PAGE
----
A campaign group fighting for the future of a lifeline ferry link is taking legal advice on Highland Council’s claim that European rules prevent it from subsidising the service.
The Free Crossing for Corran (FCC) campaign group is also calling for “transparency in council accounts” and a place at the table in government talks on the future of the service.
Fares on the ferry – linking the mainland and the remote settlements on the Ardnamurchan and Moidart peninsulas – went up by 4% last April, 15.6% in November and a further 4%in April of this year.
At £7.90 per car for a crossing of around 500 yards, campaigners claim it is now one of the shortest and most expensive ferry services in the UK.
And fares are likely to increase again next year as the authority attempts to make the ferry cover its costs.
The group is calling for it to be free, but the council claims that publicly funding the service could break EU state aid rules, by distorting competition.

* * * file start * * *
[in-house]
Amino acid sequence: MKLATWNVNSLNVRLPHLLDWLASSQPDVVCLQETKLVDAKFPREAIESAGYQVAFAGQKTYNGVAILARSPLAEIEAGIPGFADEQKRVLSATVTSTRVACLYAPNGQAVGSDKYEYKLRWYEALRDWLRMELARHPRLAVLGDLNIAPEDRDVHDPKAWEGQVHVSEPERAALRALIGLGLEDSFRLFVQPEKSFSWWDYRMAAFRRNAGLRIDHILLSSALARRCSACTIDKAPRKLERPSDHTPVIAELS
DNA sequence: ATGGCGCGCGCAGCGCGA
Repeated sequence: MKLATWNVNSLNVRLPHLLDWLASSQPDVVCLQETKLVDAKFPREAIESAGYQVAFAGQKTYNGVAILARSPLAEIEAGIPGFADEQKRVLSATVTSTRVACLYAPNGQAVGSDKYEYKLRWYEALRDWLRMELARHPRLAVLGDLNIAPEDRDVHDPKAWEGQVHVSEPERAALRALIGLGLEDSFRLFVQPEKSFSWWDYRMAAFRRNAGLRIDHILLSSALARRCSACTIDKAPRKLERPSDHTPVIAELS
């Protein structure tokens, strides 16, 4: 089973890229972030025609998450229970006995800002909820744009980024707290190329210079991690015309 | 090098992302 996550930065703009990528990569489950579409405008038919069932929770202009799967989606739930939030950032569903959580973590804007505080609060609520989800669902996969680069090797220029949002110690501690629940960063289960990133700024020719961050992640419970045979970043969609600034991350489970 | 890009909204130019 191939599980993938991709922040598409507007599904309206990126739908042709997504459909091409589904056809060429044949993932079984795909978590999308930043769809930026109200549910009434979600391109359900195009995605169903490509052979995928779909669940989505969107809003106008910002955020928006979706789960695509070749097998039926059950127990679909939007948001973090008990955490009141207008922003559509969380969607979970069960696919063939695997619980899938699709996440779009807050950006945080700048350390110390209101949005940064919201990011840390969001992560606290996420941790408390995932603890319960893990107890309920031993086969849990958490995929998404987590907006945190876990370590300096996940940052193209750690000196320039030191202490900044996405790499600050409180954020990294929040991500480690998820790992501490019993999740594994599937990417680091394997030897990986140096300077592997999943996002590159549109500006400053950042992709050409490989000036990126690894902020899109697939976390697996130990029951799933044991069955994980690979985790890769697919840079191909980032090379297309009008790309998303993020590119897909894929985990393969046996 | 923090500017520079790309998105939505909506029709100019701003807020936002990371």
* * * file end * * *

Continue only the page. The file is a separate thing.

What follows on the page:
However, Highlands and Islands MSP John Finnie and former council leader, Dr Michael Foxley, have both dismissed the authority’s claims.
FCC convener, Tony Boyd, said: “The state aid argument is simply a smokescreen for a council, which is unwilling to deal proactively with this service.
“The EU rules do not apply and we are currently seeking legal advice on this.”
He added that the main obstacle to progress was a lack of clear information on the true costs of the service, with no real evidence on whether the service really runs at a loss or if it is self-supporting.
Tony Boyd said: “Highland Council has supplied some figures in isolation, but what is needed is a complete audit of the ferry budgets to see the true picture of the finances of the operation, which is the second busiest crossing in Scotland.”
He said they needed to see details of such things as the cost of fuel and ferry takings.
“We just want to know if it genuinely does make a loss.
“This is the basis of the council’s argument and yet they can’t produce the figures to prove this,” said Mr Boyd.
The group also wants the local authority to publish the legal opinions on which its bases its assertions on state aid rules and the group is seeking its own independent legal advice.
A Highland Council spokeswoman said: “The council is currently considering the statement issued by FCC.”
The Scottish Government did not wish to comment.